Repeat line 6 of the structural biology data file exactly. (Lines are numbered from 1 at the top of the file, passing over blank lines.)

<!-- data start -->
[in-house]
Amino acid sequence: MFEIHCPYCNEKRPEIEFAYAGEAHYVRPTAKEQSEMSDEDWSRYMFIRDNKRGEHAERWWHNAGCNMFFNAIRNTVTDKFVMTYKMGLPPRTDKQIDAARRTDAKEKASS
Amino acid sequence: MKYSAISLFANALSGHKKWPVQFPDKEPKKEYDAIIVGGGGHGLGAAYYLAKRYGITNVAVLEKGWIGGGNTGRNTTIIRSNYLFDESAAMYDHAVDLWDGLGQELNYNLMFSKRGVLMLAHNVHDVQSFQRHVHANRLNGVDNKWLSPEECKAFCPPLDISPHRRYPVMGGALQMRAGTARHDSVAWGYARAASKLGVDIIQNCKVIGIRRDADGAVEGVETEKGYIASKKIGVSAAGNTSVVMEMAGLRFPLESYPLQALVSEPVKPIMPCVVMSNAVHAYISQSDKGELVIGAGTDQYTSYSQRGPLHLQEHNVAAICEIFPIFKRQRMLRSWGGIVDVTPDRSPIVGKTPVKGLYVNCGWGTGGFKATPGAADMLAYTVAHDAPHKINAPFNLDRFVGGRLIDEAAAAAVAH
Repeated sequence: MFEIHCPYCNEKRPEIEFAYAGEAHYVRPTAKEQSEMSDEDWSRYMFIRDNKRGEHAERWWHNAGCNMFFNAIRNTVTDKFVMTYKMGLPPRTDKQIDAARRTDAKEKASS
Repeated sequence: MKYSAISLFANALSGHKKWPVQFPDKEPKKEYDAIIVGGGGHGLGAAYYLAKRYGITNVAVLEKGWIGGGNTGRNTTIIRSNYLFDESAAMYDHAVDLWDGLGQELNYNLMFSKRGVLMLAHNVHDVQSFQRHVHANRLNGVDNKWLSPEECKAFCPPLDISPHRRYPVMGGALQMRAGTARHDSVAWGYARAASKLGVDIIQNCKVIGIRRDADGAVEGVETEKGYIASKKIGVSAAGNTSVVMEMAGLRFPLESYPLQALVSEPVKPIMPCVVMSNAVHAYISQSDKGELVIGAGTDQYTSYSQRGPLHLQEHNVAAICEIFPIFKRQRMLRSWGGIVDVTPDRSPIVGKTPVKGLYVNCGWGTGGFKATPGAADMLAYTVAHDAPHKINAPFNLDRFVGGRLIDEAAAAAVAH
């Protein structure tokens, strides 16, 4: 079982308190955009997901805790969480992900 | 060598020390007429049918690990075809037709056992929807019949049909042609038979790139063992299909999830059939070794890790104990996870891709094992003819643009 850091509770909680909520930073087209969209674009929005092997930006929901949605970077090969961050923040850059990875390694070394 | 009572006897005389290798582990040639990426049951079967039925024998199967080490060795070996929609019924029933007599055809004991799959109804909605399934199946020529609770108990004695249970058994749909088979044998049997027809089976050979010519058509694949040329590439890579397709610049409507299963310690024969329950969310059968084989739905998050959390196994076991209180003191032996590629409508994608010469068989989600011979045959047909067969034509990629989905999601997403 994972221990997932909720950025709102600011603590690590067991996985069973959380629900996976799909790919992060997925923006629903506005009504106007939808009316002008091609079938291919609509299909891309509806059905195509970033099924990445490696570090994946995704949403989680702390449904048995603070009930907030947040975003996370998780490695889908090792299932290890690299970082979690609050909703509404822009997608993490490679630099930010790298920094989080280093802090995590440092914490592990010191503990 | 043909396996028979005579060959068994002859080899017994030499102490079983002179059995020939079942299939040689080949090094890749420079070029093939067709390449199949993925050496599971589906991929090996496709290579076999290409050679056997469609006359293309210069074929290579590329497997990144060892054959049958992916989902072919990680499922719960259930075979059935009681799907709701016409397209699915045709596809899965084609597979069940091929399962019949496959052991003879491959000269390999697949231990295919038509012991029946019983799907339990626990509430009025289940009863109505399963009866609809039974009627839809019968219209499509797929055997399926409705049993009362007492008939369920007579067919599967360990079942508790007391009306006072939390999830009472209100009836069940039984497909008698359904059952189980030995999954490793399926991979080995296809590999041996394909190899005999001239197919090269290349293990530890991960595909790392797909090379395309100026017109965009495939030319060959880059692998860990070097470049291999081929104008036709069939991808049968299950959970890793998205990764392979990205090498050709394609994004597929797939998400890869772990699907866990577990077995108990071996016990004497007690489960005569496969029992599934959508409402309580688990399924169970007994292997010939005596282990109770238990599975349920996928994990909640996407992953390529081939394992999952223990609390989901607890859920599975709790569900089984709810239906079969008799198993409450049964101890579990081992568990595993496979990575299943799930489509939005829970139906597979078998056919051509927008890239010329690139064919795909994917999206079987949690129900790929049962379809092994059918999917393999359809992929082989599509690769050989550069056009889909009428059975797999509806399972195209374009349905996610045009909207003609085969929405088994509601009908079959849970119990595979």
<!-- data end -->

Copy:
């Protein structure tokens, strides 16, 4: 079982308190955009997901805790969480992900 | 060598020390007429049918690990075809037709056992929807019949049909042609038979790139063992299909999830059939070794890790104990996870891709094992003819643009 850091509770909680909520930073087209969209674009929005092997930006929901949605970077090969961050923040850059990875390694070394 | 009572006897005389290798582990040639990426049951079967039925024998199967080490060795070996929609019924029933007599055809004991799959109804909605399934199946020529609770108990004695249970058994749909088979044998049997027809089976050979010519058509694949040329590439890579397709610049409507299963310690024969329950969310059968084989739905998050959390196994076991209180003191032996590629409508994608010469068989989600011979045959047909067969034509990629989905999601997403 994972221990997932909720950025709102600011603590690590067991996985069973959380629900996976799909790919992060997925923006629903506005009504106007939808009316002008091609079938291919609509299909891309509806059905195509970033099924990445490696570090994946995704949403989680702390449904048995603070009930907030947040975003996370998780490695889908090792299932290890690299970082979690609050909703509404822009997608993490490679630099930010790298920094989080280093802090995590440092914490592990010191503990 | 043909396996028979005579060959068994002859080899017994030499102490079983002179059995020939079942299939040689080949090094890749420079070029093939067709390449199949993925050496599971589906991929090996496709290579076999290409050679056997469609006359293309210069074929290579590329497997990144060892054959049958992916989902072919990680499922719960259930075979059935009681799907709701016409397209699915045709596809899965084609597979069940091929399962019949496959052991003879491959000269390999697949231990295919038509012991029946019983799907339990626990509430009025289940009863109505399963009866609809039974009627839809019968219209499509797929055997399926409705049993009362007492008939369920007579067919599967360990079942508790007391009306006072939390999830009472209100009836069940039984497909008698359904059952189980030995999954490793399926991979080995296809590999041996394909190899005999001239197919090269290349293990530890991960595909790392797909090379395309100026017109965009495939030319060959880059692998860990070097470049291999081929104008036709069939991808049968299950959970890793998205990764392979990205090498050709394609994004597929797939998400890869772990699907866990577990077995108990071996016990004497007690489960005569496969029992599934959508409402309580688990399924169970007994292997010939005596282990109770238990599975349920996928994990909640996407992953390529081939394992999952223990609390989901607890859920599975709790569900089984709810239906079969008799198993409450049964101890579990081992568990595993496979990575299943799930489509939005829970139906597979078998056919051509927008890239010329690139064919795909994917999206079987949690129900790929049962379809092994059918999917393999359809992929082989599509690769050989550069056009889909009428059975797999509806399972195209374009349905996610045009909207003609085969929405088994509601009908079959849970119990595979």